US not happy with strict Ph bank secrecy laws

Following the landmark decision coming from the Senate court trying the impeachment of Chief Justice Renato Corona to uphold a Supreme Court restraining order on the opening of Corona’s dollar accounts, much attention has now been directed to the Philippines’ “archaic” bank secrecy laws. According to also secret United States embassy cables revealed by Wikileaks, US officials have long been “concerned” about the impenetrable legal wall of secrecy that protects foreign currency accounts in the Philippines.

“The bank secrecy laws in the Philippines are among the strictest in the world,” said [Former US ambassador to Manila Francis ] Ricciardone in a January 2005 cable (code: 05MANILA84,, in which he related the transparency problems besetting the country.

The United States is apparently particularly concerned about the Foreign Currency Deposit Act of the Philippines (FCDA), otherwise known as Republic Act No. 6426. The FCDA is a legacy of the martial-law era, having been signed into law by the late dictator Ferdinand Marcos in 1974.

The “Group of 20” (G20) countries who supposedly are the “leading economies” of the world issued a “joint communiqué” in a 2009 summit in London declaring that “the era of banking secrecy is over”. The United States for its part had successfully forced the Union Bank of Switzerland into coughing up information on accounts held by more than 4,000 Americans there who were suspected of “tax evasion”.

“Offshore tax evasion” is considered by some “experts” to be a “global problem” and the biggest form of “theft” amongst members of the international community (ref). In the Philippines however, where graft, corruption, and public thievery is pretty much a normal thing, Philippine Bank Secrecy it seems at least keeps stolen money within the domestic financial system. Imagine then a scenario where Filipino thieves can no longer rely on the local banking system to protect their assets. That would be a double whammy to the average Filipino schmoe who already suffer from a long Filipino tradition of having their money stolen by their leaders. Now they are facing the prospect of seeing these stolen funds shipped out to banks in other countries.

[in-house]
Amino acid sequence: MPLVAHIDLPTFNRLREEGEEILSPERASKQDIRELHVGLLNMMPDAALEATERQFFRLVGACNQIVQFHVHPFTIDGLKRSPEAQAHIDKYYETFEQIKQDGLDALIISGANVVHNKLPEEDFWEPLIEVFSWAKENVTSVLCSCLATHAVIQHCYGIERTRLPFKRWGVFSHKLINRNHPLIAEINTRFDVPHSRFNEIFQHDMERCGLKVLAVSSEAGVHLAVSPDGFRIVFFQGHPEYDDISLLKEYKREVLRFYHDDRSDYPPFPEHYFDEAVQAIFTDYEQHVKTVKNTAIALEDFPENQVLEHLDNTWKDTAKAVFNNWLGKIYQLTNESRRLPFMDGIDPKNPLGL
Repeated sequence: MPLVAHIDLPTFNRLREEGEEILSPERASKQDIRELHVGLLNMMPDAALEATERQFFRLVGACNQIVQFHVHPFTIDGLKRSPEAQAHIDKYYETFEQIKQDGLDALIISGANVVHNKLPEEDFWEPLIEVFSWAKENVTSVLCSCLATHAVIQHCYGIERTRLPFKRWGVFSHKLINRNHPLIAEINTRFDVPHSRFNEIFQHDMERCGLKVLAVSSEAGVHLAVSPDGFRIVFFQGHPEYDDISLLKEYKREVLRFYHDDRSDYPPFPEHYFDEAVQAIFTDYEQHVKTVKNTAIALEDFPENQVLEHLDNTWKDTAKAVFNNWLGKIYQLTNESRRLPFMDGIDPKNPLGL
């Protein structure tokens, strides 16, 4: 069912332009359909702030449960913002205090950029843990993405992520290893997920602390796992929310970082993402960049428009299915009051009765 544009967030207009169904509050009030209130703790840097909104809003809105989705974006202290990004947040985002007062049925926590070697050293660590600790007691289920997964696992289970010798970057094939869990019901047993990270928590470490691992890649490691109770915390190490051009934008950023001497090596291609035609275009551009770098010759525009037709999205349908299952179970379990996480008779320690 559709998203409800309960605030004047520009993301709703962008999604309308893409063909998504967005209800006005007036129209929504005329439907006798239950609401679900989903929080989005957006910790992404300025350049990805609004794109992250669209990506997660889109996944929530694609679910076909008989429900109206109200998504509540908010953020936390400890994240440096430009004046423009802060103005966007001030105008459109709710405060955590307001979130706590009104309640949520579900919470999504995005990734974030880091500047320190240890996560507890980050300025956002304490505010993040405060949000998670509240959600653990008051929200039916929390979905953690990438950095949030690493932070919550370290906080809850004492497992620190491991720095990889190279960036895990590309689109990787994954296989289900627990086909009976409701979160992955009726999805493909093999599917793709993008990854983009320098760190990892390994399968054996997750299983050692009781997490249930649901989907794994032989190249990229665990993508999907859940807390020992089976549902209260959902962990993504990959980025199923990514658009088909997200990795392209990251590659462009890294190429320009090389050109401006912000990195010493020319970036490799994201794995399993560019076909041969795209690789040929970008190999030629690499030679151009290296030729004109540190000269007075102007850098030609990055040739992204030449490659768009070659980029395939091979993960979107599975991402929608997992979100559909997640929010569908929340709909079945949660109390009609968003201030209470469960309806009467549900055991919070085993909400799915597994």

Subscribe to our Substack community GRP Insider to receive by email our in-depth free weekly newsletter. Opt into a paid subscription and you'll get premium insider briefs and insights from us.
Subscribe to our Substack newsletter, GRP Insider!
Learn more

So though there may be a “noble” case when framed from the perspective of the G20 (from which funds are siphoned out by suspected crooks), seeing the issue from the perspective of the Philippines — and from the point of view of its national interests — the motivation to “reform” bank secrecy laws takes on a different flavour.

Yes sirree… Strip out the morality plays in the quaint sloganeering of some self-righteous folk and we lay bare the reality that nothing is really quite as straightforward as moronic dogma dictates.

In a country suffering from a chronic crisis of confidence and a renowned epic fail score when it comes to social trust, the Philippines’ final ace to ensure that whatever precious financial capital left within its borders does not take flight are these legal relics of what’s been made to look like a dark chapter in its history.

Section 8 of Republic Act 6426 (RA 6426, “Foreign Currency Deposit Act of the Philippines”) states that foreign currency accounts are “absolutely confidential”…